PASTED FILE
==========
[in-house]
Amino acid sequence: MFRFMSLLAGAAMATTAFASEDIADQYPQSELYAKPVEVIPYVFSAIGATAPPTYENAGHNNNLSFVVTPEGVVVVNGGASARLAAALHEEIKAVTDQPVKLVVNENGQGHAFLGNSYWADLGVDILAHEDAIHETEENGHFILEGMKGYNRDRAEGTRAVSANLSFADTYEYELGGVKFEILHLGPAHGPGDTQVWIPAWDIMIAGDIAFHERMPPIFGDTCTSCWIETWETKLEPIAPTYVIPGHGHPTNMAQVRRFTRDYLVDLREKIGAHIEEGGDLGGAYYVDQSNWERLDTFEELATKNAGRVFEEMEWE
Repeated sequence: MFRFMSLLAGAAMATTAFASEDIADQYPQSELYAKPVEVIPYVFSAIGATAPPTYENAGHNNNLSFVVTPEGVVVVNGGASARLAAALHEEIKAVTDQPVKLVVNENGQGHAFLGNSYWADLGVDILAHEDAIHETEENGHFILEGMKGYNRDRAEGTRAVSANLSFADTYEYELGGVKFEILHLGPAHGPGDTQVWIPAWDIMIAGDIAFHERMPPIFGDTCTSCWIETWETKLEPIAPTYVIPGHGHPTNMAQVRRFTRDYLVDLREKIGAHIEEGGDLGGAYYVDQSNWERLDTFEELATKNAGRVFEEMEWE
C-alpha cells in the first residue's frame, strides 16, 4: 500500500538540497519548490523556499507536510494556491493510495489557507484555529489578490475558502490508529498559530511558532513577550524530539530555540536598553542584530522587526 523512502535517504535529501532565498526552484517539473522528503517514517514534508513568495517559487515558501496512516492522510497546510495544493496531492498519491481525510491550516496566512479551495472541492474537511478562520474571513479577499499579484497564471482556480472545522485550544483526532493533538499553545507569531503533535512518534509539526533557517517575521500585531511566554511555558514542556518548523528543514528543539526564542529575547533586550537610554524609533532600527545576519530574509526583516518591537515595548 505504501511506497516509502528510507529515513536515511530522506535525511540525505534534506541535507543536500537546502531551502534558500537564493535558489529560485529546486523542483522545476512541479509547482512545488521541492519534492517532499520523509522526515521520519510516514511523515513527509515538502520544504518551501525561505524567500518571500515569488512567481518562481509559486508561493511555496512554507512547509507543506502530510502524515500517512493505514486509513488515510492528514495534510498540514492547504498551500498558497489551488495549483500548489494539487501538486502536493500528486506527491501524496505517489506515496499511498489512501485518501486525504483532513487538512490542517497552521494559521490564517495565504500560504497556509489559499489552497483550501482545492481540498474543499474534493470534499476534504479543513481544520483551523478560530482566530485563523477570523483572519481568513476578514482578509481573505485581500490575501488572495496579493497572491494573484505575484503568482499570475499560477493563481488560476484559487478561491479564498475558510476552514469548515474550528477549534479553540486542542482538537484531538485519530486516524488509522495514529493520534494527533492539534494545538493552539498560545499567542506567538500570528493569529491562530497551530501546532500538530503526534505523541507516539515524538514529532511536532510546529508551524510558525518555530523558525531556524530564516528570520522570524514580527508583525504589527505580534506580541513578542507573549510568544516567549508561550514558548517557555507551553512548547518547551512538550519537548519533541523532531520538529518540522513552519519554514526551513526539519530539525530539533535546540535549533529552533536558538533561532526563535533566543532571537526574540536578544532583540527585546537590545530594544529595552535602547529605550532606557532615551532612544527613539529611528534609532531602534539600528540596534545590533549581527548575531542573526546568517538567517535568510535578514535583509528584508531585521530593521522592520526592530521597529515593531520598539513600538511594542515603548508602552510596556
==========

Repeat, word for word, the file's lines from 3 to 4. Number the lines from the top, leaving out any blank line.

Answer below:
Repeated sequence: MFRFMSLLAGAAMATTAFASEDIADQYPQSELYAKPVEVIPYVFSAIGATAPPTYENAGHNNNLSFVVTPEGVVVVNGGASARLAAALHEEIKAVTDQPVKLVVNENGQGHAFLGNSYWADLGVDILAHEDAIHETEENGHFILEGMKGYNRDRAEGTRAVSANLSFADTYEYELGGVKFEILHLGPAHGPGDTQVWIPAWDIMIAGDIAFHERMPPIFGDTCTSCWIETWETKLEPIAPTYVIPGHGHPTNMAQVRRFTRDYLVDLREKIGAHIEEGGDLGGAYYVDQSNWERLDTFEELATKNAGRVFEEMEWE
C-alpha cells in the first residue's frame, strides 16, 4: 500500500538540497519548490523556499507536510494556491493510495489557507484555529489578490475558502490508529498559530511558532513577550524530539530555540536598553542584530522587526 523512502535517504535529501532565498526552484517539473522528503517514517514534508513568495517559487515558501496512516492522510497546510495544493496531492498519491481525510491550516496566512479551495472541492474537511478562520474571513479577499499579484497564471482556480472545522485550544483526532493533538499553545507569531503533535512518534509539526533557517517575521500585531511566554511555558514542556518548523528543514528543539526564542529575547533586550537610554524609533532600527545576519530574509526583516518591537515595548 505504501511506497516509502528510507529515513536515511530522506535525511540525505534534506541535507543536500537546502531551502534558500537564493535558489529560485529546486523542483522545476512541479509547482512545488521541492519534492517532499520523509522526515521520519510516514511523515513527509515538502520544504518551501525561505524567500518571500515569488512567481518562481509559486508561493511555496512554507512547509507543506502530510502524515500517512493505514486509513488515510492528514495534510498540514492547504498551500498558497489551488495549483500548489494539487501538486502536493500528486506527491501524496505517489506515496499511498489512501485518501486525504483532513487538512490542517497552521494559521490564517495565504500560504497556509489559499489552497483550501482545492481540498474543499474534493470534499476534504479543513481544520483551523478560530482566530485563523477570523483572519481568513476578514482578509481573505485581500490575501488572495496579493497572491494573484505575484503568482499570475499560477493563481488560476484559487478561491479564498475558510476552514469548515474550528477549534479553540486542542482538537484531538485519530486516524488509522495514529493520534494527533492539534494545538493552539498560545499567542506567538500570528493569529491562530497551530501546532500538530503526534505523541507516539515524538514529532511536532510546529508551524510558525518555530523558525531556524530564516528570520522570524514580527508583525504589527505580534506580541513578542507573549510568544516567549508561550514558548517557555507551553512548547518547551512538550519537548519533541523532531520538529518540522513552519519554514526551513526539519530539525530539533535546540535549533529552533536558538533561532526563535533566543532571537526574540536578544532583540527585546537590545530594544529595552535602547529605550532606557532615551532612544527613539529611528534609532531602534539600528540596534545590533549581527548575531542573526546568517538567517535568510535578514535583509528584508531585521530593521522592520526592530521597529515593531520598539513600538511594542515603548508602552510596556